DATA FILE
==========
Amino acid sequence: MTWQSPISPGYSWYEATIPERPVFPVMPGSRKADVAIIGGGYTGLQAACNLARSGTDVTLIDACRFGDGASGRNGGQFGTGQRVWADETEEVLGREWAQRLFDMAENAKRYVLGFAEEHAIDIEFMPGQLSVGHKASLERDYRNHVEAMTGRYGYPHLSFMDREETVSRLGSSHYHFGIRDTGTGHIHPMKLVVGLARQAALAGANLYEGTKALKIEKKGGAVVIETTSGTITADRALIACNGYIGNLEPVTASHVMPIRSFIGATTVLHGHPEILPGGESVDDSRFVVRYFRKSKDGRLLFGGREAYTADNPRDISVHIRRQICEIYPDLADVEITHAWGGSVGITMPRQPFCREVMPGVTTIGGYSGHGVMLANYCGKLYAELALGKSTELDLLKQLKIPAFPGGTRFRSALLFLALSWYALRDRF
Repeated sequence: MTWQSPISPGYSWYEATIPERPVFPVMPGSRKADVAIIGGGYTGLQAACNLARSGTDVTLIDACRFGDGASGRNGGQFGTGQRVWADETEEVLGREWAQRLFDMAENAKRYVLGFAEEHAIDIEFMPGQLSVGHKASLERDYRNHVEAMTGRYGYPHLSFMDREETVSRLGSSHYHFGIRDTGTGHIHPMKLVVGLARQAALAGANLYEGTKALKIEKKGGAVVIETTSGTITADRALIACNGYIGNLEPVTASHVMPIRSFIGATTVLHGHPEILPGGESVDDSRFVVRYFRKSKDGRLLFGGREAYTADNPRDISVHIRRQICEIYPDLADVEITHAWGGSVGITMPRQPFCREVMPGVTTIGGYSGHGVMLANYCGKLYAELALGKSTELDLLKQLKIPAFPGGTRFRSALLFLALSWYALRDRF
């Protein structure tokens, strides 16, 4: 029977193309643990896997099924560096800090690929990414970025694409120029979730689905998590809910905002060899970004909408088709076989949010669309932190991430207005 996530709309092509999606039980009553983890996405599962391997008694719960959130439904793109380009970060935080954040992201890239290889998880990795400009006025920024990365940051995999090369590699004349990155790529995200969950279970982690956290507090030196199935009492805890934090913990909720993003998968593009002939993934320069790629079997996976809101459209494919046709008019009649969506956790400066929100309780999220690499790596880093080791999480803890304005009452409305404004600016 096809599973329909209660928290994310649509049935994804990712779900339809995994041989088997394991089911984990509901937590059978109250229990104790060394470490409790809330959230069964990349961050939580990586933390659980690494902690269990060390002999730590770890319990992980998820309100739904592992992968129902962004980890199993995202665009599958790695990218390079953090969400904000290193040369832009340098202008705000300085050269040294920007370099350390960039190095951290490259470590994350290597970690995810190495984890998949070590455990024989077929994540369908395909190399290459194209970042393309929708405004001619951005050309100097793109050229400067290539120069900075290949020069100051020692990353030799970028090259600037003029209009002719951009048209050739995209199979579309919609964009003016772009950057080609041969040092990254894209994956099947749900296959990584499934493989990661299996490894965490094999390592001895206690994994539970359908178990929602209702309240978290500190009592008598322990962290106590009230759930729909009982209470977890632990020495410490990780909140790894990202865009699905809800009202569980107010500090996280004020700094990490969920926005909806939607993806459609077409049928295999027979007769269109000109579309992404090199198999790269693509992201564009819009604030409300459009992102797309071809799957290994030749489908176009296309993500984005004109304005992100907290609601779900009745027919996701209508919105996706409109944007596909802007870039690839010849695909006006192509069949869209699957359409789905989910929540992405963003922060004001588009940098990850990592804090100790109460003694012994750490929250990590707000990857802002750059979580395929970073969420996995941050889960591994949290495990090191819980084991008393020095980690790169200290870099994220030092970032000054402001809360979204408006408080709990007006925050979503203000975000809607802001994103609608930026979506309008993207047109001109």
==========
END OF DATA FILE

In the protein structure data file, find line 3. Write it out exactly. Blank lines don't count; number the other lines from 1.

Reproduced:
């Protein structure tokens, strides 16, 4: 029977193309643990896997099924560096800090690929990414970025694409120029979730689905998590809910905002060899970004909408088709076989949010669309932190991430207005 996530709309092509999606039980009553983890996405599962391997008694719960959130439904793109380009970060935080954040992201890239290889998880990795400009006025920024990365940051995999090369590699004349990155790529995200969950279970982690956290507090030196199935009492805890934090913990909720993003998968593009002939993934320069790629079997996976809101459209494919046709008019009649969506956790400066929100309780999220690499790596880093080791999480803890304005009452409305404004600016 096809599973329909209660928290994310649509049935994804990712779900339809995994041989088997394991089911984990509901937590059978109250229990104790060394470490409790809330959230069964990349961050939580990586933390659980690494902690269990060390002999730590770890319990992980998820309100739904592992992968129902962004980890199993995202665009599958790695990218390079953090969400904000290193040369832009340098202008705000300085050269040294920007370099350390960039190095951290490259470590994350290597970690995810190495984890998949070590455990024989077929994540369908395909190399290459194209970042393309929708405004001619951005050309100097793109050229400067290539120069900075290949020069100051020692990353030799970028090259600037003029209009002719951009048209050739995209199979579309919609964009003016772009950057080609041969040092990254894209994956099947749900296959990584499934493989990661299996490894965490094999390592001895206690994994539970359908178990929602209702309240978290500190009592008598322990962290106590009230759930729909009982209470977890632990020495410490990780909140790894990202865009699905809800009202569980107010500090996280004020700094990490969920926005909806939607993806459609077409049928295999027979007769269109000109579309992404090199198999790269693509992201564009819009604030409300459009992102797309071809799957290994030749489908176009296309993500984005004109304005992100907290609601779900009745027919996701209508919105996706409109944007596909802007870039690839010849695909006006192509069949869209699957359409789905989910929540992405963003922060004001588009940098990850990592804090100790109460003694012994750490929250990590707000990857802002750059979580395929970073969420996995941050889960591994949290495990090191819980084991008393020095980690790169200290870099994220030092970032000054402001809360979204408006408080709990007006925050979503203000975000809607802001994103609608930026979506309008993207047109001109």